Madding Crowds19 October 2016
[An earlier version of this entry was posted to Facebook on 30 September.]
A bad leader whose leadership is accepted with little resistance is more frightening than a bad leader whose leadership is accepted grudgingly, and who knows that the acceptance is reluctant.
A sense that Trump would have the freer hand will make some people vote for Clinton who might otherwise have voted for him; a sense that Clinton would have the freer hand will make some people vote for Trump who might otherwise have voted for her. Where these particular calculations are concerned, Clinton has an actual advantage in there being a present Republican majority in both chambers of Congress, because it is expected that Congress would frustrate Clinton more than it would thwart Trump.
But a bad leader is more frightening if he or she has many loyal followers even if these followers are outside of government. The composition of the Congress could change in the upcoming election or in one to follow; and, even if it did not, a President with greater popular support can accomplish more than otherwise, even without his or her party in the majority in either chamber.
Thus, the failure of the vast majority of the most vocal supporters of each of these two candidates truthfully to acknowledge their candidate for what he or she is makes each candidate far more scary to those who are undecided or weakly decided.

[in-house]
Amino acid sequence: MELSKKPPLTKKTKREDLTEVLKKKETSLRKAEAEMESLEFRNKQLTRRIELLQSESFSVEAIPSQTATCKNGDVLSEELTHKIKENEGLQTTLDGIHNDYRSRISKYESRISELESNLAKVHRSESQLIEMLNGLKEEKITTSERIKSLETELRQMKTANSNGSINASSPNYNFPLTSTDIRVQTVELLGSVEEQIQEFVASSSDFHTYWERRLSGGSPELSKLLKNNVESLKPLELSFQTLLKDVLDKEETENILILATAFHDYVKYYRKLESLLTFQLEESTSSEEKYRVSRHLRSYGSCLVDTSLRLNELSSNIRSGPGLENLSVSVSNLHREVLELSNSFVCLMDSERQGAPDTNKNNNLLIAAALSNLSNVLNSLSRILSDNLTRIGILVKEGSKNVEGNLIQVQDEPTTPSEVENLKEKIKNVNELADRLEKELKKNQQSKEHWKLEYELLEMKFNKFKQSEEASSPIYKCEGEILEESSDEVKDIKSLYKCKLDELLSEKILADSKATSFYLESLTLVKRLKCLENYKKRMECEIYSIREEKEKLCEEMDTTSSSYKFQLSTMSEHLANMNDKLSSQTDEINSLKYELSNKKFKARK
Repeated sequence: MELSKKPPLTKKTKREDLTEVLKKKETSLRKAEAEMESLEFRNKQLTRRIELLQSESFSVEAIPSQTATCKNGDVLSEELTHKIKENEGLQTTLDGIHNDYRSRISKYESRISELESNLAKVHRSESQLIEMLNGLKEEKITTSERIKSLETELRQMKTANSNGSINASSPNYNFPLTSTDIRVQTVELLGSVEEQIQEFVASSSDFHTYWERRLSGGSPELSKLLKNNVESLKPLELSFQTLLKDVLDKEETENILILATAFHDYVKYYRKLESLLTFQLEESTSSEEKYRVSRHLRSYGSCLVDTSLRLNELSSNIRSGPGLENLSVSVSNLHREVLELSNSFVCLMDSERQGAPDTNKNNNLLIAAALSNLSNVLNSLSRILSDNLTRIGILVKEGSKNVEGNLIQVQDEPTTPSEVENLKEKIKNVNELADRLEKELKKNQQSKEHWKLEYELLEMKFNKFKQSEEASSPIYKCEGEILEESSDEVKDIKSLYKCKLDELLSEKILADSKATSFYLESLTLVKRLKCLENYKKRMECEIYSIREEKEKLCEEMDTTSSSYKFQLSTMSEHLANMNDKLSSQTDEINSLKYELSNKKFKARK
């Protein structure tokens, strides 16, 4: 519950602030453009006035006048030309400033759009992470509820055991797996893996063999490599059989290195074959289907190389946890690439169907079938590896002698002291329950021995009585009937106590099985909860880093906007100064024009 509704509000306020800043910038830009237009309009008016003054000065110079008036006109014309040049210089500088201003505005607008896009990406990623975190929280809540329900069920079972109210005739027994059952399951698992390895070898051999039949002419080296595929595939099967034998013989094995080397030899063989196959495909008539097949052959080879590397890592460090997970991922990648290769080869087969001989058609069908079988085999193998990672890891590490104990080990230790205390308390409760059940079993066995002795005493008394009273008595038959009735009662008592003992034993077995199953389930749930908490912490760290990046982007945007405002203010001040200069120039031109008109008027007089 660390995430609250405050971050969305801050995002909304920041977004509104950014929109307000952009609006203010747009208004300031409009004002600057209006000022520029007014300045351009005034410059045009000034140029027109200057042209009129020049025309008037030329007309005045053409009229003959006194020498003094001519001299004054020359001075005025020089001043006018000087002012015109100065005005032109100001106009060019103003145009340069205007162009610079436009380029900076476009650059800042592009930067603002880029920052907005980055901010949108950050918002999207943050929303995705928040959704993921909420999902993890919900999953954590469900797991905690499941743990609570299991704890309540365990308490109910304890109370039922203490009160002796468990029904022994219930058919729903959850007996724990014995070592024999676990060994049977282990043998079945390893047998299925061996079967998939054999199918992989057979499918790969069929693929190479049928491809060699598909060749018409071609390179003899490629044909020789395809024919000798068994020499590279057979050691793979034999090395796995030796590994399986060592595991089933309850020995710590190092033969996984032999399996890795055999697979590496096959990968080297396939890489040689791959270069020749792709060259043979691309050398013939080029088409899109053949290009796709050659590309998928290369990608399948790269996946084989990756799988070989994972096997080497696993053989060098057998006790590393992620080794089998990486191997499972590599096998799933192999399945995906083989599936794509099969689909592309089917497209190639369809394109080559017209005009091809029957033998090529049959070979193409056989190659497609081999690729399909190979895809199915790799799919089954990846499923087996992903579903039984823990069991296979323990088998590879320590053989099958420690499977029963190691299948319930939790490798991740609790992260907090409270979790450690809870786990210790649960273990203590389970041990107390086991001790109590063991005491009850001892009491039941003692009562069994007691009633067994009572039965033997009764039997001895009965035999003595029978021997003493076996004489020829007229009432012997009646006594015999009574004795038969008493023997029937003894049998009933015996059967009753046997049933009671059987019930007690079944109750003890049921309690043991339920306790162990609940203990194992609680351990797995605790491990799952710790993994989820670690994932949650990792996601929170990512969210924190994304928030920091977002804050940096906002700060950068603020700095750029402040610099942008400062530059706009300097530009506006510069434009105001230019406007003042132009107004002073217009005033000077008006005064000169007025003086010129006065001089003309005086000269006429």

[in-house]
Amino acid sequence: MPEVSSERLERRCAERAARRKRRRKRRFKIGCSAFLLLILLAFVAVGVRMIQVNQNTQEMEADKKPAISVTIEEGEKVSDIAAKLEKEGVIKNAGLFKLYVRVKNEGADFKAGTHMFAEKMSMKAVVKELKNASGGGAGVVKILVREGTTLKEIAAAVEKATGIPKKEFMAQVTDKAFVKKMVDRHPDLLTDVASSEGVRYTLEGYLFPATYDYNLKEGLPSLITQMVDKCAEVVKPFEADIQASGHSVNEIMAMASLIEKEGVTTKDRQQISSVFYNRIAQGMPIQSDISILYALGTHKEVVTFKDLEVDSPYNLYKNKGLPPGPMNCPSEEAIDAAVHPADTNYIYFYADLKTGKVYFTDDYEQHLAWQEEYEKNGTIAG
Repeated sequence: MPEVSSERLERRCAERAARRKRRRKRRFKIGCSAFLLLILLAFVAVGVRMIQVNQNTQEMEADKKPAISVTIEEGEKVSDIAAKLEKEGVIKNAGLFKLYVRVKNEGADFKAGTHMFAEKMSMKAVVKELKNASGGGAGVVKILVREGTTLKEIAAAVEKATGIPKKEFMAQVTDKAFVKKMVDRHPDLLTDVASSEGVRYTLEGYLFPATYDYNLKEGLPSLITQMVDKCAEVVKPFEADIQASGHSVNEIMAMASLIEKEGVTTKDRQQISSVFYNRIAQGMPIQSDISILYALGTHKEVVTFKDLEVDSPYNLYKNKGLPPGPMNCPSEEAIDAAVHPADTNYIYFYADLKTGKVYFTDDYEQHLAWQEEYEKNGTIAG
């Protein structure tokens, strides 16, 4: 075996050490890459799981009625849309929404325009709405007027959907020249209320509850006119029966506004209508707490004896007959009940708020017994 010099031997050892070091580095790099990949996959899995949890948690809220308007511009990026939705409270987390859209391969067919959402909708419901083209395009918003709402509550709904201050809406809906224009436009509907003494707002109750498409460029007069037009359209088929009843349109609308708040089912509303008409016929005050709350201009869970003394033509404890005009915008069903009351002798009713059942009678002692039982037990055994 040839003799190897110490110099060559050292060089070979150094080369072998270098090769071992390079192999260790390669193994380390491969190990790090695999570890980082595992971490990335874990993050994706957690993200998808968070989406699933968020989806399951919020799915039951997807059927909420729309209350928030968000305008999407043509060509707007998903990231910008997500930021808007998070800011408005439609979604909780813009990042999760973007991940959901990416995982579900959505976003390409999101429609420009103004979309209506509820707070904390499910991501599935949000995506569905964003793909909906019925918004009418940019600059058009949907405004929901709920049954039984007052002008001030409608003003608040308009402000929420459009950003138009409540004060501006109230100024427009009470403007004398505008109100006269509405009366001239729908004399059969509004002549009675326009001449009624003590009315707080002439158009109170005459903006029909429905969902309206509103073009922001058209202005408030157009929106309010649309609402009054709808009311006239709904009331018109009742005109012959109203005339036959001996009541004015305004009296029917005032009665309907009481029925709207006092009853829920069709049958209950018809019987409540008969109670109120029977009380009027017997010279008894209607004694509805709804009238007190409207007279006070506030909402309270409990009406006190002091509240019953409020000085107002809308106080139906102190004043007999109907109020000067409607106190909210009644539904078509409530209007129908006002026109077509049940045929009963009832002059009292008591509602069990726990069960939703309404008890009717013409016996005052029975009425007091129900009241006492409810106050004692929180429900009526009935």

Almost no one who is now undecided or weakly decided thinks that either Clinton or Trump is merely
not perfect; the voters most likely to be moved see both Clinton and Trump as awful people, and see this with good reason. To be less scared of these candidates, these voters need to read and to hear acknowledgments, from supporters, of just how flawed their own candidates are. (Becoming still more scared of one candidate is not at all the same thing as becoming less scared of the other, though indeed an increase in fear of one could strengthen support for the other.)
Were these supporters more rational, they would change their pitch. But, psychologically, they cannot. Some of them are simply swept-up in the urges of inverted narcissism; and, more generally, supporters cannot admit the truth to others without to some extent recognizing the truth and acknowledging it to themselves. The world would have to be faced as a bleaker and more uncertain place.
 Inverted narcissism (popularly confused with covert narcissism, a markèdly different condition) is the felt need to treat some individual as magnificent, even if careful consideration would show him or her not to be so. The inverted narcissist is thus of a sort of complement to the narcissist, supplying the admiration that the narcissist needs for comfort. Inverted narcissism plays a hugely important rôle in politics.